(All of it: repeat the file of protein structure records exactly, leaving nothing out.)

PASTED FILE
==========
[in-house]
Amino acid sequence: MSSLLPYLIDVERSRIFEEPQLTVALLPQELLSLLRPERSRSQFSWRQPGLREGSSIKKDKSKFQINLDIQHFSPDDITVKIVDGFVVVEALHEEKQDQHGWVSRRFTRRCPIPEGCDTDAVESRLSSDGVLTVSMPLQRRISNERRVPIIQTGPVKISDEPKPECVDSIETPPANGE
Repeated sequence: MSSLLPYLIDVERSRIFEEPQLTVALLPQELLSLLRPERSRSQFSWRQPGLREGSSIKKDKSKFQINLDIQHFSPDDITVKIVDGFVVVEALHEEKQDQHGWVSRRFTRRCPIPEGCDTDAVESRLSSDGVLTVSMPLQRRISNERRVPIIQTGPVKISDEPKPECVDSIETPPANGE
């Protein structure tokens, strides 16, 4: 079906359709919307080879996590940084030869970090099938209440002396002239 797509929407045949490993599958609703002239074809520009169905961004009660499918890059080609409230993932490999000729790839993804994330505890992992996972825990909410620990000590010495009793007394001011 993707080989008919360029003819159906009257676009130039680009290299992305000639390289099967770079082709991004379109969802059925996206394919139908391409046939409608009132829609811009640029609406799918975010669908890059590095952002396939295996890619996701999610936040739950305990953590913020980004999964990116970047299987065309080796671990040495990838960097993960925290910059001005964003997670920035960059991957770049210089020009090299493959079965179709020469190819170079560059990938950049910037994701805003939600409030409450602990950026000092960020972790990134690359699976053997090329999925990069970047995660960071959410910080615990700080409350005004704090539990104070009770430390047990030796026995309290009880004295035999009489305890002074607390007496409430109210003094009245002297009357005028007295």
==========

[in-house]
Amino acid sequence: MSSLLPYLIDVERSRIFEEPQLTVALLPQELLSLLRPERSRSQFSWRQPGLREGSSIKKDKSKFQINLDIQHFSPDDITVKIVDGFVVVEALHEEKQDQHGWVSRRFTRRCPIPEGCDTDAVESRLSSDGVLTVSMPLQRRISNERRVPIIQTGPVKISDEPKPECVDSIETPPANGE
Repeated sequence: MSSLLPYLIDVERSRIFEEPQLTVALLPQELLSLLRPERSRSQFSWRQPGLREGSSIKKDKSKFQINLDIQHFSPDDITVKIVDGFVVVEALHEEKQDQHGWVSRRFTRRCPIPEGCDTDAVESRLSSDGVLTVSMPLQRRISNERRVPIIQTGPVKISDEPKPECVDSIETPPANGE
């Protein structure tokens, strides 16, 4: 079906359709919307080879996590940084030869970090099938209440002396002239 797509929407045949490993599958609703002239074809520009169905961004009660499918890059080609409230993932490999000729790839993804994330505890992992996972825990909410620990000590010495009793007394001011 993707080989008919360029003819159906009257676009130039680009290299992305000639390289099967770079082709991004379109969802059925996206394919139908391409046939409608009132829609811009640029609406799918975010669908890059590095952002396939295996890619996701999610936040739950305990953590913020980004999964990116970047299987065309080796671990040495990838960097993960925290910059001005964003997670920035960059991957770049210089020009090299493959079965179709020469190819170079560059990938950049910037994701805003939600409030409450602990950026000092960020972790990134690359699976053997090329999925990069970047995660960071959410910080615990700080409350005004704090539990104070009770430390047990030796026995309290009880004295035999009489305890002074607390007496409430109210003094009245002297009357005028007295």